Capsaicin, but not cinnamaldehyde, evoked activity is temperature sensitive. This relationship is not altered by complete Freund's adjuvant (CFA) induced cutaneous inflammation. (A) In naïve rat skin increasing temperature increased the activity ...

TRP channel block of cold and TRPA1 agonist responses in cutaneous primary afferents

We previously conducted a survey of afferents to determine sensitivity to cinnamaldehyde and the properties of these afferents have been previously published (Dunham et al., 2008). Of 72 slowly conducting afferents surveyed in normal and CFA inflamed skin, cinnamaldehyde evoked activity in 29, and of these 29 afferents, only eight also responded to cold. Thus the concordance of functional TRPA expression and cold responsiveness in rat cutaneous afferents was low, representing ~11% of all afferents surveyed (see data in Dunham et al., 2008). In this subsequent study, only five cold sensitive cutaneous afferents were identified, only two of which responded to cinnamaldehyde. Thus cutaneous afferents that respond to cold (rather than cool) and that also respond to TRPA1 agonists are extremely rare in the rat hindpaw.

In these two TRPA-expressing afferents (both of which conducted in the Aδ range and had a von Frey hair mechanical threshold of 4 g), increasing concentrations of Ruthenium Red dose-dependently inhibited the cinnamaldehyde-evoked activity (as we have previously reported; (Dunham et al., 2008)). In both TRPA1-expressing Aδ units, activity evoked by RF cooling from 30 to 5 °C (using a contact Peltier device) was unaffected by Ruthenium Red (Fig. 3) even when cinnamaldehyde-evoked activity was inhibited in the same units with the same blocker. Ruthenium Red did not block cooling responses in the 3 U that did not express TRPA1 (data not shown).

Fig. 3
Ruthenium Red (RuR) inhibits cinnamaldehyde but not cooling evoked activity in 2A delta nociceptors. The two units are represented by either a square or circle. Cinnamaldehyde evoked activity is shown by the dotted line. Cooling evoked activity is shown ...


Agonists and temperature both influence thermally sensitive TRP channels; each acts to modulate activity evoked by the other. This is a familiar concept to most—discomfort from a spicy meal can be somewhat reduced with a cool drink, i.e. the reduction in temperature is reducing the activity evoked by the capsaicin acting at TRPV1. Equally, a cool drink can feel very cold after using a menthol containing toothpaste; the temperature perception is enhanced by the action of menthol at TRPM8. Experimentally, this is evident by the modulation of channel open probability by agonist and temperature (Babes et al., 2002; McKemy et al., 2002; Peier et al., 2002).

We hypothesised that if TRPA1 is a cold sensor/transducer in vivo, then agonist sensitisation of TRPA1 would also sensitise TRPA1 to cold stimulation, in just such a manner as exists in vitro for TRPM8 (McKemy et al., 2002; Peier et al., 2002). It is however, very difficult to generate an isolated noxious cold stimulus in order to examine this phenomenon in vivo. Between the baseline temperature and the target noxious temperature are, unavoidably, innocuous cool temperatures. Cool and cold stimuli evoke different behaviours in laboratory rodents, and noxious cold threshold is difficult to determine, as animals will briefly withdraw from a cool stimulus (J.P. Dunham, unpublished results). In addition there is some debate about where the transition between uncomfortable cold and painful cold lies, i.e. how to define noxious cold threshold. The cooling receptor TRPM8 has a wide activation temperature range in neurones (31–27 °C) (McKemy et al., 2002; Peier et al., 2002), which correlates closely with human psychophysical cooling thresholds (Harrison and Davis, 1999; Meier et al., 2001; Davis and Pope, 2002). Although 15 °C is often cited as the noxious cold threshold in humans (Davis and Pope, 2002), noxious cold thresholds are often more variable than noxious heat thresholds in psychophysical experiments in man (Foulkes and Wood, 2007) and are often very difficult to ascertain accurately (Davis, 1998). Cold pain thresholds have been reported as being between 6 and 23 °C depending on measurement method, and site and rate of cooling (Chen et al., 1996; Davis, 1998; Harrison and Davis, 1999; Meier et al., 2001). In two reports, cold pain was not consistently reported by subjects until stimulus temperature was below 10 °C (Chen et al., 1996; Davis, 1998), and in a third study pain threshold was reported as 0 °C (Strigo et al., 2000) in ambient environments (25 °C). Cold pain thresholds are dependent on the rate of skin cooling, being lower when cooling rates are faster (Harrison and Davis, 1999; Strigo et al., 2000). Indeed the report that “pain was clearly reported when temperatures fell below ~10 °C” (Davis, 1998) and earlier studies (see references in; (Davis, 1998)) suggest that cold pain threshold is lower than that commonly cited.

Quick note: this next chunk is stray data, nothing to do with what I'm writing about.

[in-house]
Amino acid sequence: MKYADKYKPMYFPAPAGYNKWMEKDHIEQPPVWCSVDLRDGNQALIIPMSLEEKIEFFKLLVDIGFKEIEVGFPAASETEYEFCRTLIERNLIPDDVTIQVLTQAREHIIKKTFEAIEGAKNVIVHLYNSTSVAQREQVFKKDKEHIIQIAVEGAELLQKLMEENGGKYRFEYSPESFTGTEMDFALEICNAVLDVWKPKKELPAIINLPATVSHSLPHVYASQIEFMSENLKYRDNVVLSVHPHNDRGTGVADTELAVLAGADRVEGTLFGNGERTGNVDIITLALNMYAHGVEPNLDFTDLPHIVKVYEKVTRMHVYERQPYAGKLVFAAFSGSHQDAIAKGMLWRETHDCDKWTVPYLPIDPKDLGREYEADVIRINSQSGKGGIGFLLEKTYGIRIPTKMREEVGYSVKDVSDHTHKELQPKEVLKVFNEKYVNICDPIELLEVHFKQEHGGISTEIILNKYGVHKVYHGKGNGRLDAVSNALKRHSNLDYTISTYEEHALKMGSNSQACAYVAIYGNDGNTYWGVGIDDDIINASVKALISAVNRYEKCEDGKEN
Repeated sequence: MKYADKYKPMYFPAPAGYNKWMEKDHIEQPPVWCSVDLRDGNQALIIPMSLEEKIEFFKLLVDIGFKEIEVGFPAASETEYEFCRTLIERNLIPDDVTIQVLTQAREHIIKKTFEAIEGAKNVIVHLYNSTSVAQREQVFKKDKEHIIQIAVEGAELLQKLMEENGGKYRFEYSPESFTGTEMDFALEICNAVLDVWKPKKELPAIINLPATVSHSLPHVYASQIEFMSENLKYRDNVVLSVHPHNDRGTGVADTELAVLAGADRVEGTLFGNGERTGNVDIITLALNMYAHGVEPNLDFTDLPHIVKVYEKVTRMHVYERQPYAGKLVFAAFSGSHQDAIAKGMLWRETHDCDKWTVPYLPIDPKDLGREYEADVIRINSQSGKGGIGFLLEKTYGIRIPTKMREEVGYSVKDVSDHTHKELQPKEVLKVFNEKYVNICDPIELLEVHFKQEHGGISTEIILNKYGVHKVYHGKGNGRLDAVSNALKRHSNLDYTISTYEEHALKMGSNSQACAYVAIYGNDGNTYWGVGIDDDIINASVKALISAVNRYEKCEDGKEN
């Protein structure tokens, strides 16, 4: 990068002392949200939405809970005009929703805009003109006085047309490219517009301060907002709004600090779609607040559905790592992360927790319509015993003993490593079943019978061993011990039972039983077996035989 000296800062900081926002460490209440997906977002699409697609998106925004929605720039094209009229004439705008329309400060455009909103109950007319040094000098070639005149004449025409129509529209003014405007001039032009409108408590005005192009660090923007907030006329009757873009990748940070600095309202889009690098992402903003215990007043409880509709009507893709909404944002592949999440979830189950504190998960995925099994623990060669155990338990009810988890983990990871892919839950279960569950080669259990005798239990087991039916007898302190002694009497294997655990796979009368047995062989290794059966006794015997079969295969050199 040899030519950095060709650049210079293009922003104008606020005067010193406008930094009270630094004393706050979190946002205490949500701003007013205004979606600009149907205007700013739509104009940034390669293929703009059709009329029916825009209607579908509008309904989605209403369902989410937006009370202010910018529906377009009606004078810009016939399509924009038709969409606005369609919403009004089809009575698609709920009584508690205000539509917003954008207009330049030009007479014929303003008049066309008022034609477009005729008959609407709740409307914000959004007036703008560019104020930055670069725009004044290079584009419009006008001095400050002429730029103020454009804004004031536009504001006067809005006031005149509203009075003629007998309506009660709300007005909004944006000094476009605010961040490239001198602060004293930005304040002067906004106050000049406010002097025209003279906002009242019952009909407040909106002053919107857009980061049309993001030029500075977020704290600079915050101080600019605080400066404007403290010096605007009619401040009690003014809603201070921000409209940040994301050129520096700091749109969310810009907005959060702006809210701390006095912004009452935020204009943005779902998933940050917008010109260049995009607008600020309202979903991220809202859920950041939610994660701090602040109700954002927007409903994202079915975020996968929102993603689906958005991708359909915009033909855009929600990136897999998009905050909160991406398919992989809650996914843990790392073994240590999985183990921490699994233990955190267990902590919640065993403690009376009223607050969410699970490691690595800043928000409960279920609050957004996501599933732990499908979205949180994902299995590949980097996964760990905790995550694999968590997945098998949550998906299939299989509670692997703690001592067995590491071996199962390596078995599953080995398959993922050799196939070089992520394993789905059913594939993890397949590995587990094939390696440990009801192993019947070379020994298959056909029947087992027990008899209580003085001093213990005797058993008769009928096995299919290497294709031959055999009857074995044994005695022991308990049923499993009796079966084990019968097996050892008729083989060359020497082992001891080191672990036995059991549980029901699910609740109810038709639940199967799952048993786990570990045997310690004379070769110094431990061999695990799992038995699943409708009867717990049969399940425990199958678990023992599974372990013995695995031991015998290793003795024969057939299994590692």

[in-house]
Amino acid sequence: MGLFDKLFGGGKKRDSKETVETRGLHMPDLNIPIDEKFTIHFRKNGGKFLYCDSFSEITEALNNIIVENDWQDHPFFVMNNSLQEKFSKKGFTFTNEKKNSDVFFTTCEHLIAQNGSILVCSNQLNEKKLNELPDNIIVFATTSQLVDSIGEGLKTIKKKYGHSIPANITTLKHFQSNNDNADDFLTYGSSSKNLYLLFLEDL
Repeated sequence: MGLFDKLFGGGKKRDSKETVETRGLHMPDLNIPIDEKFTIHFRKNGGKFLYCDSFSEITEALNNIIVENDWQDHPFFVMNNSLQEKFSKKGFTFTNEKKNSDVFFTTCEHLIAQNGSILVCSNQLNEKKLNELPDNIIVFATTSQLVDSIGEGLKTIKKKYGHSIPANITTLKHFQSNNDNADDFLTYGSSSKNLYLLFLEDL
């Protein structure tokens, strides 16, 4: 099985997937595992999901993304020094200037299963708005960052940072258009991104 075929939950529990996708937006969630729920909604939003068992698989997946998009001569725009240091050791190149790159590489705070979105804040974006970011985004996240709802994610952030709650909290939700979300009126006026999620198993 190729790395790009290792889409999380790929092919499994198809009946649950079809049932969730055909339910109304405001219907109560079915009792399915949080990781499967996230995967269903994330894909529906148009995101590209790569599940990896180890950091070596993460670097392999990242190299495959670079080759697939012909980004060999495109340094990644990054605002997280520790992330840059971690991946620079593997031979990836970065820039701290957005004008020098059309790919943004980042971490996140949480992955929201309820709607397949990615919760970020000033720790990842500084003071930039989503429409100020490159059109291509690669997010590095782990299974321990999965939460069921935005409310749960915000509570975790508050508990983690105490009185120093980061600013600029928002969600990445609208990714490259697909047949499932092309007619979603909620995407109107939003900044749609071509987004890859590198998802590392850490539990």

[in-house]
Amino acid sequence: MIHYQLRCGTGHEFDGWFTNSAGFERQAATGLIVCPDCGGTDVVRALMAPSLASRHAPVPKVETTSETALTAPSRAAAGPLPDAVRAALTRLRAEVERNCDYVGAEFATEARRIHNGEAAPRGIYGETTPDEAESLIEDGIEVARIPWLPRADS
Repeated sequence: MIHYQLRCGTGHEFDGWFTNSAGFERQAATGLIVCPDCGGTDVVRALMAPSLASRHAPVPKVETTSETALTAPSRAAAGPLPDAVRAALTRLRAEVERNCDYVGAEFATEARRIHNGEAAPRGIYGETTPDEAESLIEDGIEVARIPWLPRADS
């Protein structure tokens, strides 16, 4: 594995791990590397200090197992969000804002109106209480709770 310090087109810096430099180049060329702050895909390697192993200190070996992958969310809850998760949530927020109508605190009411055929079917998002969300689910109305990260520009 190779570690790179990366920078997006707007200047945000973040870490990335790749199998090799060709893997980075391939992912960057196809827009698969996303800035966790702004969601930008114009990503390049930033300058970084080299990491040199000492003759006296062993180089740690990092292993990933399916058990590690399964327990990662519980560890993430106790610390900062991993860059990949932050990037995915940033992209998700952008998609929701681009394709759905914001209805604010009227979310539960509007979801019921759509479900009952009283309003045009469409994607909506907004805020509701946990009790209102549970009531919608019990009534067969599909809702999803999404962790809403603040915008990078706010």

To overcome this problem, we used electromyography in anaesthetised animals to measure withdrawal threshold to a noxious cold stimulus. Heat evoked flexor withdrawal (captured via electromyogenic activity in a limb flexor) in anaesthetised rats is a well established response evoked by activation of heat sensitive nociceptors (Yeomans et al., 1996; Yeomans and Proudfit, 1996). In this way, the measured response (EMG) could be largely attributed to nociceptor and not to non-nociceptor activity. Noxious cold withdrawal occurred only at very low skin surface temperatures in the anaesthetised rat, and a TRPA1 agonist did not sensitise the withdrawal reflex to cold. If TRPA1 is a cold transducer, we hypothesised that a TRPA1 agonist would enhance a response evoked by noxious cold, which was not the case. These data are supported by the findings that (1) cinnamaldehyde does not affect cold pain thresholds in humans (Namer et al., 2005, 2008), and (2) mustard oil does not sensitise spinal dorsal horn neurones to peripheral cold stimulation (Sawyer et al., 2009), and (3) ablation of TRPV1/TRPA afferents with resiniferatoxin in adult rats enhances cold sensitivity (Pecze et al., 2009).